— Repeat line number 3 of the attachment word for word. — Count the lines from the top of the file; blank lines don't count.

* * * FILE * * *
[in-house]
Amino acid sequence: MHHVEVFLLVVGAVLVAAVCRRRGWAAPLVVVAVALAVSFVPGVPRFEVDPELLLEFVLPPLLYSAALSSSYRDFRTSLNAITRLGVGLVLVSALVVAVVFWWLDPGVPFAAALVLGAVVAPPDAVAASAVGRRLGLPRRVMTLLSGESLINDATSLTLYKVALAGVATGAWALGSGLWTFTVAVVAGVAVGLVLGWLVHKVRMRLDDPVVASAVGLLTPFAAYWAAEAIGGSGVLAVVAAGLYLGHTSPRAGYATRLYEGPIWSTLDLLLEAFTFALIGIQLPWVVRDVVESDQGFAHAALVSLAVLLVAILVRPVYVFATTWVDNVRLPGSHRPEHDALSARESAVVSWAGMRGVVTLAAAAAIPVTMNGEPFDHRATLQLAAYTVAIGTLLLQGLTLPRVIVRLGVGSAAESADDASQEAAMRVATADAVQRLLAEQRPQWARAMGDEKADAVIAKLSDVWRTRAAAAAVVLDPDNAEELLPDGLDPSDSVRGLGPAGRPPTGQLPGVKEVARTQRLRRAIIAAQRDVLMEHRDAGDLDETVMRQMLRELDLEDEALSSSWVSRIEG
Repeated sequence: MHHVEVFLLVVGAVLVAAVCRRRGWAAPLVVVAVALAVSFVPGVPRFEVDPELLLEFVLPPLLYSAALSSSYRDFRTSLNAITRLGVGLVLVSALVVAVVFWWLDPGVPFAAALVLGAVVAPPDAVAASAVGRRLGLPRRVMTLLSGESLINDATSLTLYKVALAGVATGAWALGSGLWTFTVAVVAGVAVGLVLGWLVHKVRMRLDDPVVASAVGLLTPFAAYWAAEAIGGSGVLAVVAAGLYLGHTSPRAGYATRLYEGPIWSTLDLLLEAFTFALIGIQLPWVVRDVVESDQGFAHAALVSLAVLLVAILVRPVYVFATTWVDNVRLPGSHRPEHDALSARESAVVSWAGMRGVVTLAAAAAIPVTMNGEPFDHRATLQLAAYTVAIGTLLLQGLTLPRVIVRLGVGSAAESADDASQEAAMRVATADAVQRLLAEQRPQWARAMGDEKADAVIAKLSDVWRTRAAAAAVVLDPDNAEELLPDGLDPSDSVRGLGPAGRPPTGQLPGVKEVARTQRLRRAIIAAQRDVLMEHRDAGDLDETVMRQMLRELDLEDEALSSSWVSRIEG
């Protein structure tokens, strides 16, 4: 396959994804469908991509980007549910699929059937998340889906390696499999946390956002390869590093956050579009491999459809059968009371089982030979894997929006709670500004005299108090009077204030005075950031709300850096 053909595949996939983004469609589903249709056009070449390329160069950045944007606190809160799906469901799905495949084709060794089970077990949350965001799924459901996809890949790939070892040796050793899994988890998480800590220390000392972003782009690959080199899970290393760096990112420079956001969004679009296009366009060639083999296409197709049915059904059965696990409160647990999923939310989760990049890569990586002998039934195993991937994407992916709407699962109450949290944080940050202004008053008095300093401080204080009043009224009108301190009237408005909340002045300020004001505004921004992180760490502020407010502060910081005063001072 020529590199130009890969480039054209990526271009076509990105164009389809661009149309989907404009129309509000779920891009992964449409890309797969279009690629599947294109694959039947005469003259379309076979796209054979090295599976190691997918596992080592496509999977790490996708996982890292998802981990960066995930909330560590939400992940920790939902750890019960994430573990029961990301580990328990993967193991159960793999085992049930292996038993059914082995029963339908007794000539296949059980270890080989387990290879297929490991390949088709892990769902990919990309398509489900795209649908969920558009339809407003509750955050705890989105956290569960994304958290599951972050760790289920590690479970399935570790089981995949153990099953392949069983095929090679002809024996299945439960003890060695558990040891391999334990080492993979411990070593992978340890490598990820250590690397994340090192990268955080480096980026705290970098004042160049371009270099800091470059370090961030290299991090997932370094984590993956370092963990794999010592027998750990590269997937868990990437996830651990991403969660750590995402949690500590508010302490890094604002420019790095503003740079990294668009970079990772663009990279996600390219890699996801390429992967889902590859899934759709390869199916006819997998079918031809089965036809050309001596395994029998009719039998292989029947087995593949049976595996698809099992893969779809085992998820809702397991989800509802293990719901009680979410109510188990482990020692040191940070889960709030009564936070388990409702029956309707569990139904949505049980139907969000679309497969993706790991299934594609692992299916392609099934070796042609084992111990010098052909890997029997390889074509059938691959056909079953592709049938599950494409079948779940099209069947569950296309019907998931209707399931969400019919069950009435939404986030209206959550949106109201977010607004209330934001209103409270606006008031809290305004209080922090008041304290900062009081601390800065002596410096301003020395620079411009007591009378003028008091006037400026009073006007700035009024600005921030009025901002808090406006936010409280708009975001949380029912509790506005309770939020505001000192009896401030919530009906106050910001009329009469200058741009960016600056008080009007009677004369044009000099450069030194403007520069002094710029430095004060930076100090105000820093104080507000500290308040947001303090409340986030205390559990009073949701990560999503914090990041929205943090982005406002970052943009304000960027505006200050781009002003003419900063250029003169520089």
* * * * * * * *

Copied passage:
Repeated sequence: MHHVEVFLLVVGAVLVAAVCRRRGWAAPLVVVAVALAVSFVPGVPRFEVDPELLLEFVLPPLLYSAALSSSYRDFRTSLNAITRLGVGLVLVSALVVAVVFWWLDPGVPFAAALVLGAVVAPPDAVAASAVGRRLGLPRRVMTLLSGESLINDATSLTLYKVALAGVATGAWALGSGLWTFTVAVVAGVAVGLVLGWLVHKVRMRLDDPVVASAVGLLTPFAAYWAAEAIGGSGVLAVVAAGLYLGHTSPRAGYATRLYEGPIWSTLDLLLEAFTFALIGIQLPWVVRDVVESDQGFAHAALVSLAVLLVAILVRPVYVFATTWVDNVRLPGSHRPEHDALSARESAVVSWAGMRGVVTLAAAAAIPVTMNGEPFDHRATLQLAAYTVAIGTLLLQGLTLPRVIVRLGVGSAAESADDASQEAAMRVATADAVQRLLAEQRPQWARAMGDEKADAVIAKLSDVWRTRAAAAAVVLDPDNAEELLPDGLDPSDSVRGLGPAGRPPTGQLPGVKEVARTQRLRRAIIAAQRDVLMEHRDAGDLDETVMRQMLRELDLEDEALSSSWVSRIEG